I’ll never forget my first iBook. In fact, it was the first computer I’d ever owned. I was preparing to graduate from DePaul University and my dad called asking what I would like for a graduation gift:
Me: A one-way ticket back to Munich.
Dad: I was thinking more along the line of a laptop.
Me: You wait until I finish college? … OK, shutting up now. A laptop sounds great. Thank you, Daddy. [Yes – I suck up when needed.]
Little did I know how my life was about to change. About a week later my dad called, complaining about the awful time he’d been having with Dell trying to get my computer ordered,and asked how I felt about getting an Apple. My knees went weak. It just so happened that I had recently had to borrow a friend’s iBook in order to finish some final term work and had fallen in love. It was so user-friendly and it was pretty! He had a hard time prying it out of my fingers when I was finished.
So Graduation Week arrived and my parents made the trip to Lincoln Park for the traditional Baccalaureate Mass at St. Vincent DePaul Church which kicks off all of the festivities. I was so wrapped up in the fact that I was finally, well almost, finished with school that I didn’t notice the bag my dad was carrying with him until after the ceremony.
When the ceremony was over and I was regrouping with all of my parents and brothers, my dad handed it over to me and just said, “Congratulations honey, we’re so proud of you.” I looked inside and squealed. And there on the steps of St. Vincent DePaul Church, I opened up my very first iBook G4. And I started working away.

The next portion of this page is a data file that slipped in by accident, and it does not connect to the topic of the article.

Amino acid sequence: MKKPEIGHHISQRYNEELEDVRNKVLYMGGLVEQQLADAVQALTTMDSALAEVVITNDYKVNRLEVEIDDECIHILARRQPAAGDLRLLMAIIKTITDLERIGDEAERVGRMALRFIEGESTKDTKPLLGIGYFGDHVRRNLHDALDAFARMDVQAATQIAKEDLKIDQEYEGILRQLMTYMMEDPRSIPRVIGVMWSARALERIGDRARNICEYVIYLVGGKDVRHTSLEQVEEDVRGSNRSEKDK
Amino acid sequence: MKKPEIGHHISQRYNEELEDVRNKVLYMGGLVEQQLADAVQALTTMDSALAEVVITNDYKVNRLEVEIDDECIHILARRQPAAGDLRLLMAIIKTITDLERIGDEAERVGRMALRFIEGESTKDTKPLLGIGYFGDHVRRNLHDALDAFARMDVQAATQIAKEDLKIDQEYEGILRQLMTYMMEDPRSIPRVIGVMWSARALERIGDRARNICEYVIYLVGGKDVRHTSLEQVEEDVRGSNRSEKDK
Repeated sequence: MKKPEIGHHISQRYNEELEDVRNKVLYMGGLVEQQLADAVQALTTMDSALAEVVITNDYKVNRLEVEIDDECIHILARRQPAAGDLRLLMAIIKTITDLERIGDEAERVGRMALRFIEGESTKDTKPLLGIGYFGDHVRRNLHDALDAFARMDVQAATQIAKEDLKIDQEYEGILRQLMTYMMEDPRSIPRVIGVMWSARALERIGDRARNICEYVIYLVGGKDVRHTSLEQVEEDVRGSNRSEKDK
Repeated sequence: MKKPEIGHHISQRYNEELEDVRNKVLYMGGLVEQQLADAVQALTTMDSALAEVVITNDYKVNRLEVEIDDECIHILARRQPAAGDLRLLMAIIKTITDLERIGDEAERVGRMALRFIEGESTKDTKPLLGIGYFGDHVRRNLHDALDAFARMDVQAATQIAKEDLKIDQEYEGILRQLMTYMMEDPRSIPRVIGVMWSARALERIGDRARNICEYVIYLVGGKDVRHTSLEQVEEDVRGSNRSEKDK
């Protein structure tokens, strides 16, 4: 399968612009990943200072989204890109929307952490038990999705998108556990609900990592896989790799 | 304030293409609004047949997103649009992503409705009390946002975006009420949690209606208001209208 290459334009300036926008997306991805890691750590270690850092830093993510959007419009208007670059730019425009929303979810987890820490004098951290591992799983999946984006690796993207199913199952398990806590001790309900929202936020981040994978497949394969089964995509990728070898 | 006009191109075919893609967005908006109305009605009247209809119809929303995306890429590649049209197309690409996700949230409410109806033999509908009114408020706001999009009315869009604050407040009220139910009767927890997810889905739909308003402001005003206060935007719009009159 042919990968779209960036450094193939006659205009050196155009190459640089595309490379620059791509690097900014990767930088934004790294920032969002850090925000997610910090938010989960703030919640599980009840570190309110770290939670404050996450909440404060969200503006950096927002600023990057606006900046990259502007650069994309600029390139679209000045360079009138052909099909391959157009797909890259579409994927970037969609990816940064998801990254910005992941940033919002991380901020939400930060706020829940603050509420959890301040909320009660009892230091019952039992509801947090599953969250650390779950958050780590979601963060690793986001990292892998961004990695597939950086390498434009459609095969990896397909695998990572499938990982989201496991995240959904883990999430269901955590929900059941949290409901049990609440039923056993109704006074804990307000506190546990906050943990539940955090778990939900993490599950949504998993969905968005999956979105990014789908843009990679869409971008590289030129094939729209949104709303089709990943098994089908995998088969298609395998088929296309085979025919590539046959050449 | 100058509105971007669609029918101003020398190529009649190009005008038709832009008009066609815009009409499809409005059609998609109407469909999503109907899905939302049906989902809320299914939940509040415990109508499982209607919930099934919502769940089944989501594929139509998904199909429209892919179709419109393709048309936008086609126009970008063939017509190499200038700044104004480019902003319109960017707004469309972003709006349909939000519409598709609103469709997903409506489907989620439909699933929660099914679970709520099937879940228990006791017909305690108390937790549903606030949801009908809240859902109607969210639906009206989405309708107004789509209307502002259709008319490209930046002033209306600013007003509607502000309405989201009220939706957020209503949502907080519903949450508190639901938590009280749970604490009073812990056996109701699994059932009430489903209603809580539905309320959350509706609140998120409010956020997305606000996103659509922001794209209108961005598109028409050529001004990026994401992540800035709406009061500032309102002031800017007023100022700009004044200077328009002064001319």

Six years have passed since my fingers first hit those keys and I still have the computer. The trackpad no longer works, most of the letters on the keys have been worn away, and I’ve moved on to a shiny new MacBook Pro (and an iPhone 4) but every time my fingers pass it on the bookshelf, I’m still taken back to that day.
That laptop has been with me through my last few months in Chicago, five years in New York and is now at home in Boston. Through my personal writing, research papers, resume drafts and countless photo albums.
A part of me holds on to the hope that someday, just maybe, I’ll be a real writer because of those first key strokes. And for helping me keep that dream alive, I thank you.